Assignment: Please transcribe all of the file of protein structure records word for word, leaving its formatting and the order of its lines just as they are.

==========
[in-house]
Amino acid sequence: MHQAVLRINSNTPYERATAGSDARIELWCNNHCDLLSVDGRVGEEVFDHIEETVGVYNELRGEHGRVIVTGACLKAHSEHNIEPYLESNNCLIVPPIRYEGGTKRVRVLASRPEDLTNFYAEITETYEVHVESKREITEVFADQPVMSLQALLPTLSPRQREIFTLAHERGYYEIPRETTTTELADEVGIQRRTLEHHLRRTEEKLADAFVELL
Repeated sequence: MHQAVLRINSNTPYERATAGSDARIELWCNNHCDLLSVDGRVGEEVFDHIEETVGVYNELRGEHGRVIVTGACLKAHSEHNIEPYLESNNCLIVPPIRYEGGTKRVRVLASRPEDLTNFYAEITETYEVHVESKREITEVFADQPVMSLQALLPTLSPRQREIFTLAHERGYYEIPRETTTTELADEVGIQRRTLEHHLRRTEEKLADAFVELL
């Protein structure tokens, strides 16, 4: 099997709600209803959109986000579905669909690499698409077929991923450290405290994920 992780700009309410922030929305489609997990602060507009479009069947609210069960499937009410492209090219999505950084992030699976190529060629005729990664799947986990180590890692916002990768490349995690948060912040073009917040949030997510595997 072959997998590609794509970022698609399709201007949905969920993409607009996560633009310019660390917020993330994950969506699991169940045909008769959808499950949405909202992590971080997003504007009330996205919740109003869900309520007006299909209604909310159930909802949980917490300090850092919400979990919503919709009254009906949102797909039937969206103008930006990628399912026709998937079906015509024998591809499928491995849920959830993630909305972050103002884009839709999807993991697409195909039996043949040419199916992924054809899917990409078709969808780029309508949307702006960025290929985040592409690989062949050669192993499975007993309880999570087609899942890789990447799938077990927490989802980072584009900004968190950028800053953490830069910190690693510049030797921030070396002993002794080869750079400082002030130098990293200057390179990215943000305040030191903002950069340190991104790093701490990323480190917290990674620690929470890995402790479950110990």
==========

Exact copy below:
[in-house]
Amino acid sequence: MHQAVLRINSNTPYERATAGSDARIELWCNNHCDLLSVDGRVGEEVFDHIEETVGVYNELRGEHGRVIVTGACLKAHSEHNIEPYLESNNCLIVPPIRYEGGTKRVRVLASRPEDLTNFYAEITETYEVHVESKREITEVFADQPVMSLQALLPTLSPRQREIFTLAHERGYYEIPRETTTTELADEVGIQRRTLEHHLRRTEEKLADAFVELL
Repeated sequence: MHQAVLRINSNTPYERATAGSDARIELWCNNHCDLLSVDGRVGEEVFDHIEETVGVYNELRGEHGRVIVTGACLKAHSEHNIEPYLESNNCLIVPPIRYEGGTKRVRVLASRPEDLTNFYAEITETYEVHVESKREITEVFADQPVMSLQALLPTLSPRQREIFTLAHERGYYEIPRETTTTELADEVGIQRRTLEHHLRRTEEKLADAFVELL
């Protein structure tokens, strides 16, 4: 099997709600209803959109986000579905669909690499698409077929991923450290405290994920 992780700009309410922030929305489609997990602060507009479009069947609210069960499937009410492209090219999505950084992030699976190529060629005729990664799947986990180590890692916002990768490349995690948060912040073009917040949030997510595997 072959997998590609794509970022698609399709201007949905969920993409607009996560633009310019660390917020993330994950969506699991169940045909008769959808499950949405909202992590971080997003504007009330996205919740109003869900309520007006299909209604909310159930909802949980917490300090850092919400979990919503919709009254009906949102797909039937969206103008930006990628399912026709998937079906015509024998591809499928491995849920959830993630909305972050103002884009839709999807993991697409195909039996043949040419199916992924054809899917990409078709969808780029309508949307702006960025290929985040592409690989062949050669192993499975007993309880999570087609899942890789990447799938077990927490989802980072584009900004968190950028800053953490830069910190690693510049030797921030070396002993002794080869750079400082002030130098990293200057390179990215943000305040030191903002950069340190991104790093701490990323480190917290990674620690929470890995402790479950110990």